As everyone should know by know, flossing your teeth is an important part of your dental and oral health. If you’re not flossing, you’re doing your teeth a disservice.
Floss has been around for a while, but not a lot of people know its original. Conversely, even the most ardent of users can be unaware of the sheer magnitude of its effectiveness in improving a person’s dental and oral health.
To help you get a better grasp of flossing, here are a few interesting facts about flossing that you may not know:
Brushing Won’t Do the Job Alone
If you’re a regular brusher, then great — but that’s not going to cut it, sad to say. The layout of your teeth creates a situation wherein 40 percent of each tooth’s service area is represented by the space between them. Unfortunately, no matter how good your toothbrush may be, there’s no way for it to effectively clear between these spaces. This means that food in the spaces will stay there to rot, increasing the likelihood of developing cavities and other problems. Flossing is the only way to make sure that the entire surface of each tooth is being cleaned.
Flossing Goes Back Further Than You Probably Realize
Many people believe that flossing is a modern technique that developed just a few decades ago. On the contrary, evidence has been found that suggests the use of makeshift floss and toothpicks by prehistoric humans. That being said, the technique didn’t become popular until the early 1800s when a dentist in New Orleans suggested to patients the use of a silk thread as a way to floss on a daily basis. Dental care was archaic back then, but can you imagine how much worse it would’ve been without that little tidbit of dental care?
Flossing Took a While to Catch On Commercially
You’d think that something that improved dental health so drastically would be the talk of the town and a company would immediately start selling it to the masses. Well, if that’s what you think, you’re totally wrong. Even though it had been around for the better part of a century, the first mass-produced dental floss didn’t show up until 1882. And it wasn’t until1898, after years of making their own floss, that Johnson & Johnson was awarded with the first dental floss patent. Since then, it’s evolved from its silk roots to nylon and other materials over the years. But while the material component has changed, its usefulness has not.
Flossing May Help You Live Longer
One of the biggest dangers of neglecting your teeth and gums is gum disease, also known as gingivitis. This condition is treatable with good oral hygiene, but if left untreated, will develop into periodontitis, which can cause your teeth to fall out. While this isn’t life-threatening, a link has been found between gum disease and an increase risk of coronary heart disease, caused by what they believe is bacteria inside your mouth finding its way into your bloodstream and affecting the arteries. Flossing decreases your chance of gum disease, which means that you also lower the likelihood of heart disease. So next time you reach for that floss, just remember that you could very well be adding years onto your life.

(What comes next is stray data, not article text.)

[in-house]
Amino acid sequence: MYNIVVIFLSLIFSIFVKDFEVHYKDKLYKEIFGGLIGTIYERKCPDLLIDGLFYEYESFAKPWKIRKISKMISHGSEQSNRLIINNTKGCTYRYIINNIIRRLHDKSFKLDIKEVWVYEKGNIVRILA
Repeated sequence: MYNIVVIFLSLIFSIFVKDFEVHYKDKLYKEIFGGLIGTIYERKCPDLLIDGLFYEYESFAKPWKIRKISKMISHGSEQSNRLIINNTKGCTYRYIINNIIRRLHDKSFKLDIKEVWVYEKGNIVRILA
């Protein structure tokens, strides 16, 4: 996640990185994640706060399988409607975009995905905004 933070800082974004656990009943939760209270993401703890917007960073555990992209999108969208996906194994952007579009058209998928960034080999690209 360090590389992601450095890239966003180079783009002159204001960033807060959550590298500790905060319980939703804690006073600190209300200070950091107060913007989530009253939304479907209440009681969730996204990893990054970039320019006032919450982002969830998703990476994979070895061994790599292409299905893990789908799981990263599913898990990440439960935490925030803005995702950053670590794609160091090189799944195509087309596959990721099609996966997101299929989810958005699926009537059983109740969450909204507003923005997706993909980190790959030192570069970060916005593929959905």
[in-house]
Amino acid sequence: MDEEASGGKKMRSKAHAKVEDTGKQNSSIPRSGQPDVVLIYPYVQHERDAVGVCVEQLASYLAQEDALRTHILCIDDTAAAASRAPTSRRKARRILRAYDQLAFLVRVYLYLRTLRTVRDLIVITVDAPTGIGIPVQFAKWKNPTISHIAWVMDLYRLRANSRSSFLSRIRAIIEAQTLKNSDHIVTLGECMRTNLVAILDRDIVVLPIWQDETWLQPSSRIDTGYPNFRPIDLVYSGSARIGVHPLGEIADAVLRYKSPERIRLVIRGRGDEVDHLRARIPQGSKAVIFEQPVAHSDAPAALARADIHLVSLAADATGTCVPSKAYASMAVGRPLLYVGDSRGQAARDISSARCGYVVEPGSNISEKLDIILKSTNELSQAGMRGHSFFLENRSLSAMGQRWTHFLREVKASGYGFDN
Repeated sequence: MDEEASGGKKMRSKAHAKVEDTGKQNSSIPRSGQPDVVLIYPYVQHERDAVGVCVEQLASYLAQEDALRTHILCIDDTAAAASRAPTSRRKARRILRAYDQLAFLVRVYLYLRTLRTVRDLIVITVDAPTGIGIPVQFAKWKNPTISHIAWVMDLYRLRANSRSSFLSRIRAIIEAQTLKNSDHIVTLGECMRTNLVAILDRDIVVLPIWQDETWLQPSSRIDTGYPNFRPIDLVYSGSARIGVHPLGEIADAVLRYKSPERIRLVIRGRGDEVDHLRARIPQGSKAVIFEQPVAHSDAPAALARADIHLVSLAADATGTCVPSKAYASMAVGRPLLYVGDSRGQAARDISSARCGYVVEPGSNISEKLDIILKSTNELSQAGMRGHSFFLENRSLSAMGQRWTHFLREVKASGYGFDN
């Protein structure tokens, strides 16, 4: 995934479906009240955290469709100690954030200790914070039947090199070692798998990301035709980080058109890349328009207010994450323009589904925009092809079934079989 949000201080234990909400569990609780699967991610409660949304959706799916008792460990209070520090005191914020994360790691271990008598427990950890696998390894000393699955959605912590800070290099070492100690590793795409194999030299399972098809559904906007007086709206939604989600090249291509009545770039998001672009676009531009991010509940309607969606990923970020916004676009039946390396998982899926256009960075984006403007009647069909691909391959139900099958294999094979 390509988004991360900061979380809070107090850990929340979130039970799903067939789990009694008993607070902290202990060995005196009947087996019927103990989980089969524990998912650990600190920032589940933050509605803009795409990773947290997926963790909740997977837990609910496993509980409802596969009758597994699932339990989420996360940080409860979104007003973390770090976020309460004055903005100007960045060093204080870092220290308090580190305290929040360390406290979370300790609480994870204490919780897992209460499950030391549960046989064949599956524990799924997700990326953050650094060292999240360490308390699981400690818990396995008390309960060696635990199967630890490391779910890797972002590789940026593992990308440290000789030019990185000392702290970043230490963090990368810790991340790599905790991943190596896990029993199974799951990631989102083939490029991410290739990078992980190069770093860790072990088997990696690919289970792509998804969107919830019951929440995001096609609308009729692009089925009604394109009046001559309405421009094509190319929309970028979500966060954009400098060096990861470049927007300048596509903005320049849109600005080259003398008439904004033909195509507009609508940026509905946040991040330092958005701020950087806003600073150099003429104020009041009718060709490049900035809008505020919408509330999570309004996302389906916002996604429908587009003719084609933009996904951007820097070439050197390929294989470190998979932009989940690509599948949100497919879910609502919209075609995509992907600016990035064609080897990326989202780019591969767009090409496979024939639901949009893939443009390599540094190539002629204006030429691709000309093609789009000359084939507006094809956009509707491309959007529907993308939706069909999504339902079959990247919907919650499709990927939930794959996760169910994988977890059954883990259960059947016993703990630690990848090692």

Do you want to know more about how brushing and flossing can benefit both your dental and oral health? Is it time for your routine check-up and cleaning? If you answered yes to either of these questions or want to inquire about any elective dental procedures, then contact the office of Dr. Bruce McArthur and we’ll get you started on a future of improved dental health!
As we’ve covered in past posts, it is vitally important that you visit your dentist at regular intervals, for both a cleaning and check-up. Other than that, though, we understand you have other things to do, possibly even more fun than visiting the dentist!
Keeping that in mind, we’ve compiled some quick tips on how to avoid multiple dental visits whenever possible. Follow these and basic maintenance may be all you’ll ever need.
Learn to Brush Correctly
You expect the wrong brushing technique to be utilized by kids, but you might be surprised at how many adults neglect to brush their teeth correctly. What you want to do is brush at a 45-degree angle to your teeth and gums, and make sure that you’re massaging along the gum line. This will help you optimize each brushing session. For a visual on how to do this correctly, go to YouTube and search for videos on “how to brush your teeth.”
Make Sure You Floss
If you’re only brushing your teeth, you’re missing a good amount of the food particles and bacteria that get trapped between them. This is a big reason that people get cavities even though they brush their teeth on a regular basis. If you find that normal dental floss gets stuck in your teeth or can’t go in between them at all, pick up a type (like Glide) that is specifically coated and designed for these situations. Flossing has been shown to greatly reduce the need for dental visits, so this is something you should never avoid.
Follow the 2-2-2 Rule
The 2-2-2 rule is made up of three parts: First, visit your dentist two times a year for a cleaning and check-up. Second, brush and floss your teeth two times a day, once in the morning and once at night before bed. And third, brush for two full minutes each time. If you follow this simple guideline, you won’t find yourself visiting your dentist too often.
Drink Plenty of Water
As we recently covered just a couple of weeks ago, drinking water has a bevy of advantages to a person’s health. In the case of dental health, drinking water helps wash away harmful bacteria that collects on your teeth throughout the day. This keeps bacteria from damaging your teeth, so make sure to grab a glass whenever you’re thirsty!
Wear a Mouth Guard
When playing sports, especially high-contact ones, injuries can happen at a moment’s notice. Chipped and cracked teeth can lead to a dental emergency that will cost you a pretty penny. We would never want you to avoid sports, so we suggest protecting your teeth by wearing a mouth guard. Your teeth will thank you!
Adopt a “Full Disclosure” Policy
When you visit the dentist for one problem — a cavity, for instance — your inclination might be to get out of there as quickly as possible and not inform him or her of a second or third problem. This is a mistake that could send you running back to the dentist’s chair very soon. It’s best to disclose everything during a visit, even if it means staying a little longer or making a follow-up appointment to deal with the new problem.
Your Teeth Have More in Common with Your Automobile Than You Might Think!
As adults, there’s a lot of maintenance to be done throughout our lifetimes. Whether you’re referring to the maintenance of your home or maybe even an ongoing personal relationship, a lot of time is dedicated to making sure that things run smoothly.